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Sep 19, 2012

The best practices around employee recognition and reward that I teach closely intertwine recognizing and valuing employees. That’s why this article on research out of Kenexa brought me up short.

I was tracking along, nodding my head in agreement with this part of the research:

Kenexa research found that the survey item ‘I receive recognition when I do good work’ has a norm score (across industries and countries) of 55 percent favorable. That is, on average more than half of employees feel they are recognized when they do a good job. Contrastingly, the survey item ‘I feel valued as an employee of this company’ only has a 41 percent favorable response, with 32 percent actually indicating an unfavorable response. This shows that on average less than half of employees feel valued and one third actually believe they are not valued.”

Not obvious to everyone?

Yes, our own research supports much the same findings with both recognition and “I feel valued” scores tracking terribly low. And then the article skewed in a way that made me sit back and think, “Perhaps what has been obvious to me for so long is not obvious to everyone.

These findings indicate that there is clearly a difference between recognising and valuing an employee. Recognition is typically tied to what we do – not who we are, while valuing is about acknowledging someone not merely for tasks, but for the deeper intrinsic worth they add to an organization by just being there.”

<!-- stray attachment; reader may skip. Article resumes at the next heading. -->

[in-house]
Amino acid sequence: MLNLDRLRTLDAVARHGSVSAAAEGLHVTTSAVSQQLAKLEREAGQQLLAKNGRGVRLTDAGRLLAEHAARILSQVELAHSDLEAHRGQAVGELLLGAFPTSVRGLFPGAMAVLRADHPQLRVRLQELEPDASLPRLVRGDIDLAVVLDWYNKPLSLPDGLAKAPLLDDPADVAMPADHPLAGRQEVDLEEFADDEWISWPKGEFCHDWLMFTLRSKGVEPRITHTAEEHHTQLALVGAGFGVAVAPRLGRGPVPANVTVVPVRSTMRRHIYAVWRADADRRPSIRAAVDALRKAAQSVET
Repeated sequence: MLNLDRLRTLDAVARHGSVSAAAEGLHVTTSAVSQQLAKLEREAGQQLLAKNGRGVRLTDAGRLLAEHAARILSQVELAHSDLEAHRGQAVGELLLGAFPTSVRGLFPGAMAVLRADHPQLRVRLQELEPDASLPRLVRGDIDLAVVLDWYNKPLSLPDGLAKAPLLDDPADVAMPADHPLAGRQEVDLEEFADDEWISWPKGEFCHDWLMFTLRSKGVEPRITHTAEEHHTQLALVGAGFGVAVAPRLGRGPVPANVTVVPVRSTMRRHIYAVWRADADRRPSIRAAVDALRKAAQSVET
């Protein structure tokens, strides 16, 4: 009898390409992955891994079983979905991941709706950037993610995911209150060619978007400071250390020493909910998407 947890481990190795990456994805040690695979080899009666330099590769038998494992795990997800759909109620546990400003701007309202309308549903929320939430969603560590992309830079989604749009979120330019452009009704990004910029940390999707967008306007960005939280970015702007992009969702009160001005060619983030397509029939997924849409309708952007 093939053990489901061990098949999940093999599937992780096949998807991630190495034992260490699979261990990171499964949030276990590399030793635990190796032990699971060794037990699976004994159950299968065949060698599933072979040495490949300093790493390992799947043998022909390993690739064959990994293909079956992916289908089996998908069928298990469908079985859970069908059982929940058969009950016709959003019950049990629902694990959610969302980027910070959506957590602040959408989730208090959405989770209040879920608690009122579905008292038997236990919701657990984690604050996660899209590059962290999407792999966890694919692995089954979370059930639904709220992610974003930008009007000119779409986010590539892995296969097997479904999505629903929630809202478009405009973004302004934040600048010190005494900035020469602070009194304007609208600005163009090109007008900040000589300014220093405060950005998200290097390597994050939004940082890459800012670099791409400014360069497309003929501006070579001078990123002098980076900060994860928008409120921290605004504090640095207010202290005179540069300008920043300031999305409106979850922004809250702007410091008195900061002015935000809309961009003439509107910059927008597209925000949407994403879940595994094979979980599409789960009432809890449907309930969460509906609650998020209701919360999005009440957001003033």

Again, yes, I agree with these basic definitions. Yet to me, the very purpose of recognition – indeed, why we call it strategic, social recognition – lies in helping employees understand how valued they and their efforts are by their peers, their manager, and the organization as a whole.

Bottom line: If you are not putting “valuing your employees” as a core element of your recognition program, you have failed to truly recognize employees. That’s why traditional “recognition” programs like perfect attendance that I wrote about yesterday are miserable “recognition” programs.

Do your employees feel valued in your organization, as well as recognized? Do you?

You can find more from Derek Irvine on his Recognize This! blog.

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